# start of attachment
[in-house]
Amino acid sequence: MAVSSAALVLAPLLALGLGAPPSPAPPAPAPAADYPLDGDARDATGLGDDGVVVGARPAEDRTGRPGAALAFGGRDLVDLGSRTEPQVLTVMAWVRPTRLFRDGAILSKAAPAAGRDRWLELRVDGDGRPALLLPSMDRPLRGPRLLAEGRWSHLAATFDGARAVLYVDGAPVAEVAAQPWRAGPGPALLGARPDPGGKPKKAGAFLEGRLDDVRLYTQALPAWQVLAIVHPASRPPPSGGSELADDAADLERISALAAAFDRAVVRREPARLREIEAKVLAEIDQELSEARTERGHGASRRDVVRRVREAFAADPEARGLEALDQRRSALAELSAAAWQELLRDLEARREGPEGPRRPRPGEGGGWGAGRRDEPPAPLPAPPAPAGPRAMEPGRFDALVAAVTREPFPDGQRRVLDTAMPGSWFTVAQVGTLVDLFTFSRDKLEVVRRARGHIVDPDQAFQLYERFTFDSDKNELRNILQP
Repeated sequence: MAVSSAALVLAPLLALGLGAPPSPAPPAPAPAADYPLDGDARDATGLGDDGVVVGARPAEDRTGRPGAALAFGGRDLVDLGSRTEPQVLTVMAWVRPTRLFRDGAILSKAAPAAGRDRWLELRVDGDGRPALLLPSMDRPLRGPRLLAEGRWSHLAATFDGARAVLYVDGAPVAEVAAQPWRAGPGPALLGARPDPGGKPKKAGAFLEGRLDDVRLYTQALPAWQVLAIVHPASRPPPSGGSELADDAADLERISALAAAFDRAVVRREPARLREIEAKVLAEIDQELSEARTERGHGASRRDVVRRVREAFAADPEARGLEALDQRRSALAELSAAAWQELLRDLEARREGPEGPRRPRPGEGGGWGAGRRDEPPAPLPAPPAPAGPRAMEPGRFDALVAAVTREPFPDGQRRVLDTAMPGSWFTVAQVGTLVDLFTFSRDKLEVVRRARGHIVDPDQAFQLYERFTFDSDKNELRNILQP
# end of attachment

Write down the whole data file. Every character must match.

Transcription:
[in-house]
Amino acid sequence: MAVSSAALVLAPLLALGLGAPPSPAPPAPAPAADYPLDGDARDATGLGDDGVVVGARPAEDRTGRPGAALAFGGRDLVDLGSRTEPQVLTVMAWVRPTRLFRDGAILSKAAPAAGRDRWLELRVDGDGRPALLLPSMDRPLRGPRLLAEGRWSHLAATFDGARAVLYVDGAPVAEVAAQPWRAGPGPALLGARPDPGGKPKKAGAFLEGRLDDVRLYTQALPAWQVLAIVHPASRPPPSGGSELADDAADLERISALAAAFDRAVVRREPARLREIEAKVLAEIDQELSEARTERGHGASRRDVVRRVREAFAADPEARGLEALDQRRSALAELSAAAWQELLRDLEARREGPEGPRRPRPGEGGGWGAGRRDEPPAPLPAPPAPAGPRAMEPGRFDALVAAVTREPFPDGQRRVLDTAMPGSWFTVAQVGTLVDLFTFSRDKLEVVRRARGHIVDPDQAFQLYERFTFDSDKNELRNILQP
Repeated sequence: MAVSSAALVLAPLLALGLGAPPSPAPPAPAPAADYPLDGDARDATGLGDDGVVVGARPAEDRTGRPGAALAFGGRDLVDLGSRTEPQVLTVMAWVRPTRLFRDGAILSKAAPAAGRDRWLELRVDGDGRPALLLPSMDRPLRGPRLLAEGRWSHLAATFDGARAVLYVDGAPVAEVAAQPWRAGPGPALLGARPDPGGKPKKAGAFLEGRLDDVRLYTQALPAWQVLAIVHPASRPPPSGGSELADDAADLERISALAAAFDRAVVRREPARLREIEAKVLAEIDQELSEARTERGHGASRRDVVRRVREAFAADPEARGLEALDQRRSALAELSAAAWQELLRDLEARREGPEGPRRPRPGEGGGWGAGRRDEPPAPLPAPPAPAGPRAMEPGRFDALVAAVTREPFPDGQRRVLDTAMPGSWFTVAQVGTLVDLFTFSRDKLEVVRRARGHIVDPDQAFQLYERFTFDSDKNELRNILQP